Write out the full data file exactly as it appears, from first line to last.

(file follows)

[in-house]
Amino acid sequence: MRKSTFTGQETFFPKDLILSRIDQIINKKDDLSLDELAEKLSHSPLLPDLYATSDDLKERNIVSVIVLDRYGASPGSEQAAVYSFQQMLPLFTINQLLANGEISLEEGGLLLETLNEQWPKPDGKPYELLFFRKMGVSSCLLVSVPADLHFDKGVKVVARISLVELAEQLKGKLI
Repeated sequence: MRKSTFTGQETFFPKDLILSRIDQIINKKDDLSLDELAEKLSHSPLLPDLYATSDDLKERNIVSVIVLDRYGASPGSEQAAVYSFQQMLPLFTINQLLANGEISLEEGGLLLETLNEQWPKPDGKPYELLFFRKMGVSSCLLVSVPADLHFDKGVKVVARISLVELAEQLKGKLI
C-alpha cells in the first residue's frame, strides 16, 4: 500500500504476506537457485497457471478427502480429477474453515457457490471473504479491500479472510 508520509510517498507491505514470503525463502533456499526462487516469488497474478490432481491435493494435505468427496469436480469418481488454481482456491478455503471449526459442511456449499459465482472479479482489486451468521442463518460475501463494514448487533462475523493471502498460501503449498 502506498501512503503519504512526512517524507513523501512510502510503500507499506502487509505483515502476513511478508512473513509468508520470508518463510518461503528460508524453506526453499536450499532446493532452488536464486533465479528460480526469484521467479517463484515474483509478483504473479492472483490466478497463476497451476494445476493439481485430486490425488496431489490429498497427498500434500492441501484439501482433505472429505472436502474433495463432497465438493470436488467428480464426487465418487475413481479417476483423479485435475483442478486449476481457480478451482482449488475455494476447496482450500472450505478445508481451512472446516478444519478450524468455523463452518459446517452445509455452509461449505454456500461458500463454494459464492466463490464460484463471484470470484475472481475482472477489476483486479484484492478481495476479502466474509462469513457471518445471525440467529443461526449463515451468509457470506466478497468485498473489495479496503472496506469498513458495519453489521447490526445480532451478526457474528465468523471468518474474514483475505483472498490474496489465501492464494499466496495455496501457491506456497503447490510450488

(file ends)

[in-house]
Amino acid sequence: MRKSTFTGQETFFPKDLILSRIDQIINKKDDLSLDELAEKLSHSPLLPDLYATSDDLKERNIVSVIVLDRYGASPGSEQAAVYSFQQMLPLFTINQLLANGEISLEEGGLLLETLNEQWPKPDGKPYELLFFRKMGVSSCLLVSVPADLHFDKGVKVVARISLVELAEQLKGKLI
Repeated sequence: MRKSTFTGQETFFPKDLILSRIDQIINKKDDLSLDELAEKLSHSPLLPDLYATSDDLKERNIVSVIVLDRYGASPGSEQAAVYSFQQMLPLFTINQLLANGEISLEEGGLLLETLNEQWPKPDGKPYELLFFRKMGVSSCLLVSVPADLHFDKGVKVVARISLVELAEQLKGKLI
C-alpha cells in the first residue's frame, strides 16, 4: 500500500504476506537457485497457471478427502480429477474453515457457490471473504479491500479472510 508520509510517498507491505514470503525463502533456499526462487516469488497474478490432481491435493494435505468427496469436480469418481488454481482456491478455503471449526459442511456449499459465482472479479482489486451468521442463518460475501463494514448487533462475523493471502498460501503449498 502506498501512503503519504512526512517524507513523501512510502510503500507499506502487509505483515502476513511478508512473513509468508520470508518463510518461503528460508524453506526453499536450499532446493532452488536464486533465479528460480526469484521467479517463484515474483509478483504473479492472483490466478497463476497451476494445476493439481485430486490425488496431489490429498497427498500434500492441501484439501482433505472429505472436502474433495463432497465438493470436488467428480464426487465418487475413481479417476483423479485435475483442478486449476481457480478451482482449488475455494476447496482450500472450505478445508481451512472446516478444519478450524468455523463452518459446517452445509455452509461449505454456500461458500463454494459464492466463490464460484463471484470470484475472481475482472477489476483486479484484492478481495476479502466474509462469513457471518445471525440467529443461526449463515451468509457470506466478497468485498473489495479496503472496506469498513458495519453489521447490526445480532451478526457474528465468523471468518474474514483475505483472498490474496489465501492464494499466496495455496501457491506456497503447490510450488